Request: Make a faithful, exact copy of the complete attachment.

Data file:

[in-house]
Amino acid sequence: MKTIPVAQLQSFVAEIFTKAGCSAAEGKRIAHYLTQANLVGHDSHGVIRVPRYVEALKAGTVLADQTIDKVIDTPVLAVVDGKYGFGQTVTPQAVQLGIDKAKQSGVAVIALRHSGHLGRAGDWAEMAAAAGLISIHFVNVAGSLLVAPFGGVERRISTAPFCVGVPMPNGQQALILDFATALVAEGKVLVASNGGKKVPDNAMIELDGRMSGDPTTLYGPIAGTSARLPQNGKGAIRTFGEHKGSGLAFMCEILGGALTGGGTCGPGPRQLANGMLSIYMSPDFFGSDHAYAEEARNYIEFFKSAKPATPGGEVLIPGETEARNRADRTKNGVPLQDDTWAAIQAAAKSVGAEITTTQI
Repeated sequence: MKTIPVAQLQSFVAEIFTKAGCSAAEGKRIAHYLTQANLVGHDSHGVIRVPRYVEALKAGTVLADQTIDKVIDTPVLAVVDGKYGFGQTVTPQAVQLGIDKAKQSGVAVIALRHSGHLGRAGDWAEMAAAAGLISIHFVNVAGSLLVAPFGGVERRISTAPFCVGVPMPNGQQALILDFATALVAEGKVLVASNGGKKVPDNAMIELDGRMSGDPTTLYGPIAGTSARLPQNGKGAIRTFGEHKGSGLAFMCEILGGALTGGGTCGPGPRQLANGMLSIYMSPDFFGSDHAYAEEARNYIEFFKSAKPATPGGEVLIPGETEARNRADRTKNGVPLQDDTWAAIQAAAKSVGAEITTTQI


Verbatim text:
[in-house]
Amino acid sequence: MKTIPVAQLQSFVAEIFTKAGCSAAEGKRIAHYLTQANLVGHDSHGVIRVPRYVEALKAGTVLADQTIDKVIDTPVLAVVDGKYGFGQTVTPQAVQLGIDKAKQSGVAVIALRHSGHLGRAGDWAEMAAAAGLISIHFVNVAGSLLVAPFGGVERRISTAPFCVGVPMPNGQQALILDFATALVAEGKVLVASNGGKKVPDNAMIELDGRMSGDPTTLYGPIAGTSARLPQNGKGAIRTFGEHKGSGLAFMCEILGGALTGGGTCGPGPRQLANGMLSIYMSPDFFGSDHAYAEEARNYIEFFKSAKPATPGGEVLIPGETEARNRADRTKNGVPLQDDTWAAIQAAAKSVGAEITTTQI
Repeated sequence: MKTIPVAQLQSFVAEIFTKAGCSAAEGKRIAHYLTQANLVGHDSHGVIRVPRYVEALKAGTVLADQTIDKVIDTPVLAVVDGKYGFGQTVTPQAVQLGIDKAKQSGVAVIALRHSGHLGRAGDWAEMAAAAGLISIHFVNVAGSLLVAPFGGVERRISTAPFCVGVPMPNGQQALILDFATALVAEGKVLVASNGGKKVPDNAMIELDGRMSGDPTTLYGPIAGTSARLPQNGKGAIRTFGEHKGSGLAFMCEILGGALTGGGTCGPGPRQLANGMLSIYMSPDFFGSDHAYAEEARNYIEFFKSAKPATPGGEVLIPGETEARNRADRTKNGVPLQDDTWAAIQAAAKSVGAEITTTQI